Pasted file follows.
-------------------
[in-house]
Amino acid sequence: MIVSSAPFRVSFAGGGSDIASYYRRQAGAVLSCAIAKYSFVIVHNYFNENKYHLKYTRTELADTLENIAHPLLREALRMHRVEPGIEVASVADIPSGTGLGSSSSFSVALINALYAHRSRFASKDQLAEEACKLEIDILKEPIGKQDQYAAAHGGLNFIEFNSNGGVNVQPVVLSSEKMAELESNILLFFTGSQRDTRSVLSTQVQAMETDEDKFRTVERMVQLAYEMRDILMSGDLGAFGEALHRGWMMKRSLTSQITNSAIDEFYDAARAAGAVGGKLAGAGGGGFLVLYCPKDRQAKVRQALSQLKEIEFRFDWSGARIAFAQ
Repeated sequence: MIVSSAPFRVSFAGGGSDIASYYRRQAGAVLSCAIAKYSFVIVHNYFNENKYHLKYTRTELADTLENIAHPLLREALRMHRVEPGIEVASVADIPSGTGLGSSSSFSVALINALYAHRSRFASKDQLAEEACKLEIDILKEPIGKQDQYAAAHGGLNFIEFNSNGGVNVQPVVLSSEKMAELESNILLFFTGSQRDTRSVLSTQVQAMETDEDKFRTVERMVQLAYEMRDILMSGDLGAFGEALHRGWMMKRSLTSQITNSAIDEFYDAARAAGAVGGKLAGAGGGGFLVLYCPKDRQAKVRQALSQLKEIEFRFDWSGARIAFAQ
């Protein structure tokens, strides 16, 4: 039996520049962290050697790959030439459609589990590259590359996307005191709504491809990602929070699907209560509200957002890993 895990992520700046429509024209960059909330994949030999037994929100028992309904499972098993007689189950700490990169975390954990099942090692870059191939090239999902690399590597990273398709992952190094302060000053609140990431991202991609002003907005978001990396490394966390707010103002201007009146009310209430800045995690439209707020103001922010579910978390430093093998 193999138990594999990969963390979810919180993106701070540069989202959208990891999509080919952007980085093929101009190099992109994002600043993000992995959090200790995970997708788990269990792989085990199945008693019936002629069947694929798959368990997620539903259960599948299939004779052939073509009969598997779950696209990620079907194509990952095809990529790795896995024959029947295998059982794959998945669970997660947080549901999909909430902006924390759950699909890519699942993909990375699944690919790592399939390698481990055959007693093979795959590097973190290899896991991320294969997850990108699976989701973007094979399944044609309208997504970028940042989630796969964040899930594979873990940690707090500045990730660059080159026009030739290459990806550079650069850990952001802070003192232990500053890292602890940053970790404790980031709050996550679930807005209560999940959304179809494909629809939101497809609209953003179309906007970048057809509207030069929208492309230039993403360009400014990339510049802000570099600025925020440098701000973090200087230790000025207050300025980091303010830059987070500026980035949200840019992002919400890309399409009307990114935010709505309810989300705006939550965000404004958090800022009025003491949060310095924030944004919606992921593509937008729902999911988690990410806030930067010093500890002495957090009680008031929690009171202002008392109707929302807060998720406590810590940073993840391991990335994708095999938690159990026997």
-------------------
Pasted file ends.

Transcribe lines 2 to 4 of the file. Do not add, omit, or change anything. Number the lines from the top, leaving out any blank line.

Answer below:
Amino acid sequence: MIVSSAPFRVSFAGGGSDIASYYRRQAGAVLSCAIAKYSFVIVHNYFNENKYHLKYTRTELADTLENIAHPLLREALRMHRVEPGIEVASVADIPSGTGLGSSSSFSVALINALYAHRSRFASKDQLAEEACKLEIDILKEPIGKQDQYAAAHGGLNFIEFNSNGGVNVQPVVLSSEKMAELESNILLFFTGSQRDTRSVLSTQVQAMETDEDKFRTVERMVQLAYEMRDILMSGDLGAFGEALHRGWMMKRSLTSQITNSAIDEFYDAARAAGAVGGKLAGAGGGGFLVLYCPKDRQAKVRQALSQLKEIEFRFDWSGARIAFAQ
Repeated sequence: MIVSSAPFRVSFAGGGSDIASYYRRQAGAVLSCAIAKYSFVIVHNYFNENKYHLKYTRTELADTLENIAHPLLREALRMHRVEPGIEVASVADIPSGTGLGSSSSFSVALINALYAHRSRFASKDQLAEEACKLEIDILKEPIGKQDQYAAAHGGLNFIEFNSNGGVNVQPVVLSSEKMAELESNILLFFTGSQRDTRSVLSTQVQAMETDEDKFRTVERMVQLAYEMRDILMSGDLGAFGEALHRGWMMKRSLTSQITNSAIDEFYDAARAAGAVGGKLAGAGGGGFLVLYCPKDRQAKVRQALSQLKEIEFRFDWSGARIAFAQ
């Protein structure tokens, strides 16, 4: 039996520049962290050697790959030439459609589990590259590359996307005191709504491809990602929070699907209560509200957002890993 895990992520700046429509024209960059909330994949030999037994929100028992309904499972098993007689189950700490990169975390954990099942090692870059191939090239999902690399590597990273398709992952190094302060000053609140990431991202991609002003907005978001990396490394966390707010103002201007009146009310209430800045995690439209707020103001922010579910978390430093093998 193999138990594999990969963390979810919180993106701070540069989202959208990891999509080919952007980085093929101009190099992109994002600043993000992995959090200790995970997708788990269990792989085990199945008693019936002629069947694929798959368990997620539903259960599948299939004779052939073509009969598997779950696209990620079907194509990952095809990529790795896995024959029947295998059982794959998945669970997660947080549901999909909430902006924390759950699909890519699942993909990375699944690919790592399939390698481990055959007693093979795959590097973190290899896991991320294969997850990108699976989701973007094979399944044609309208997504970028940042989630796969964040899930594979873990940690707090500045990730660059080159026009030739290459990806550079650069850990952001802070003192232990500053890292602890940053970790404790980031709050996550679930807005209560999940959304179809494909629809939101497809609209953003179309906007970048057809509207030069929208492309230039993403360009400014990339510049802000570099600025925020440098701000973090200087230790000025207050300025980091303010830059987070500026980035949200840019992002919400890309399409009307990114935010709505309810989300705006939550965000404004958090800022009025003491949060310095924030944004919606992921593509937008729902999911988690990410806030930067010093500890002495957090009680008031929690009171202002008392109707929302807060998720406590810590940073993840391991990335994708095999938690159990026997």